In 1990, a red ribbon became the international sign for AIDS awareness. The US passed policies that banned immigrants with HIV from entering the country, as well as anyone intending to arrive for a short-term visit. Backlash and protests led to many organisations protesting the international conference on AIDS, held in the US.
In 1991, the UK’s National Audit Office found that millions of pounds allocated to dealing with AIDS had been spent on other programmes. Health authorities would be found to have ‘misspent’ the funds.
Two years later, in 1993, the UK Coalition of People living with HIV and AIDS was launched in London. However, in the same year, the health secretary, Virginia Bottomley, cut funding to the Terrence Higgins Trust by two-thirds. Little explanation was ever given.
Unfortunately, it was just the start of funding cuts made by the British government. In 1994, the government removed all funding to multiple organisations, including the Terrence Higgins Trust, London Lighthouse and AIDS Ahead. The health secretary Julia Cumberlege also blocked a £2m campaign by the Health Education Authority to raise awareness of safe sex. The government was seen to be cutting off support for those fighting to raise awareness and support.
In 1995, 25,000 people were living with Aids in the UK. A clinical trial called Delta found that combining two drugs together – AZT with ddI or ddC– was more effective at treating HIV than the single drug previously used. In 1996, the Terrence Higgins Trust, alongside the African Advocacy Foundation and the ATP, launched the ‘It’s Not Over’ campaign calling for availability for the new treatment.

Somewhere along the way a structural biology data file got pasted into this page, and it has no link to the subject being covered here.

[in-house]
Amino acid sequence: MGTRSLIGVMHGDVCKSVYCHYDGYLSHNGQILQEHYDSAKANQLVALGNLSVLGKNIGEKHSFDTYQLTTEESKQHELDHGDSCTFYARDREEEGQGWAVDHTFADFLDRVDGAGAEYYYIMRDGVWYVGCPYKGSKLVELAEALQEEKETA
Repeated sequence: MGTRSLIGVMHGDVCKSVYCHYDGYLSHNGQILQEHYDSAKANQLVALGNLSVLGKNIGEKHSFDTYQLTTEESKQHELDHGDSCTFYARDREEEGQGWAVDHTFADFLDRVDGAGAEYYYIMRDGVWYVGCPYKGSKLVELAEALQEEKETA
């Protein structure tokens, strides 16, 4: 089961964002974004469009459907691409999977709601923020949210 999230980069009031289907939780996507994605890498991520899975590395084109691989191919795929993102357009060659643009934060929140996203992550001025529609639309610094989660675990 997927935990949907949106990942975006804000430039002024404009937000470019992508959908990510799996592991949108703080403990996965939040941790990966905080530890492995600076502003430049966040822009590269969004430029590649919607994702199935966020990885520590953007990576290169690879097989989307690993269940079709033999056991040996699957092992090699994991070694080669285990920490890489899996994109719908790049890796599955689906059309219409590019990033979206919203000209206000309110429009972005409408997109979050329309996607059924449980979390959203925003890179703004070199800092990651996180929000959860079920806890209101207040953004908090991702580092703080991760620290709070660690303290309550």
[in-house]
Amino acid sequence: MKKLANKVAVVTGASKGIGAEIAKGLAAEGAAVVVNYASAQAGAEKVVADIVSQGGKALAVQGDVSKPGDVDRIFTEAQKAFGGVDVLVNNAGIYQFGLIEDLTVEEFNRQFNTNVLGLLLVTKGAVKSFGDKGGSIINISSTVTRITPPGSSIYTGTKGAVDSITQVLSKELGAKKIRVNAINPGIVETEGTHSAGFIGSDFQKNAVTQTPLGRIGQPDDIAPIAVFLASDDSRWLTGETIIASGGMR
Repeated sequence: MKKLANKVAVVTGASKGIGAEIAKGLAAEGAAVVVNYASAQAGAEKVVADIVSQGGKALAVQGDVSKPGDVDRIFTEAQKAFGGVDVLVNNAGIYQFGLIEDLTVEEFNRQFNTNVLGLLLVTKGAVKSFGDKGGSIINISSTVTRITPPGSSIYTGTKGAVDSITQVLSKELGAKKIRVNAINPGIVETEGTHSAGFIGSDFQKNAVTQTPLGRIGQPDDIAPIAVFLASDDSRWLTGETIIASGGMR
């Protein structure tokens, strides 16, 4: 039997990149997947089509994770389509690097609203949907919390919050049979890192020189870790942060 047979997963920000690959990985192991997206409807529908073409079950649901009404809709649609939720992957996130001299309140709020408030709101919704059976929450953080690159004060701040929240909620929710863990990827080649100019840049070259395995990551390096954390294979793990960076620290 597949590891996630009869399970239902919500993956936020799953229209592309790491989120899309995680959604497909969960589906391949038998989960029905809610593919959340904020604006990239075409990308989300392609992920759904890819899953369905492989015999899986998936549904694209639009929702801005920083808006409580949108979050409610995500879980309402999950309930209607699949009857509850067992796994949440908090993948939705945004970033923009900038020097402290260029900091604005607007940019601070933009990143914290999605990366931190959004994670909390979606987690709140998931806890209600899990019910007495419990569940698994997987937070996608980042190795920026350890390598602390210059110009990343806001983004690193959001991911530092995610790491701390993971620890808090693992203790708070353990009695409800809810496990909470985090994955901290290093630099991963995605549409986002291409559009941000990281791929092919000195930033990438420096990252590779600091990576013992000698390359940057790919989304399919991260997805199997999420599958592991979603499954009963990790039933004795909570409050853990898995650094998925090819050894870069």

By 1997 there were 30 million people living with HIV worldwide. While this was a huge increase in diagnoses compared to the 1980s, death rates continued to fall due to the success of the Delta trial’s new treatment.
In 1998, the UK’s Human Rights Act was passed. Under it, people with HIV can invoke their rights in UK courts. For example, people living in care settings with HIV can assert their right not to be subjected to inhuman or degrading treatment if they are being denied proper care because of misplaced fears around transmission.
Towards the end of the 1990s, devolution of government in the UK came into effect. The Scottish Parliament and the National Assembly for Wales gained powers and responsibility for ‘devolved matters’. Devolution gave Scotland and Wales the ability to make decisions on issues within their own jurisdiction, including justice, health and education.
In 1999, there were more heterosexuals diagnosed with HIV than gay or bisexual men in the UK. Despite a fall in death rates, AIDs was listed in the World Health Report as the fourth biggest killer worldwide. Just 20 years after the epidemic began, laws were struggling to keep up. In the same year, a judge ruled that a child born to a mother with HIV must be tested, regardless of the father’s wishes.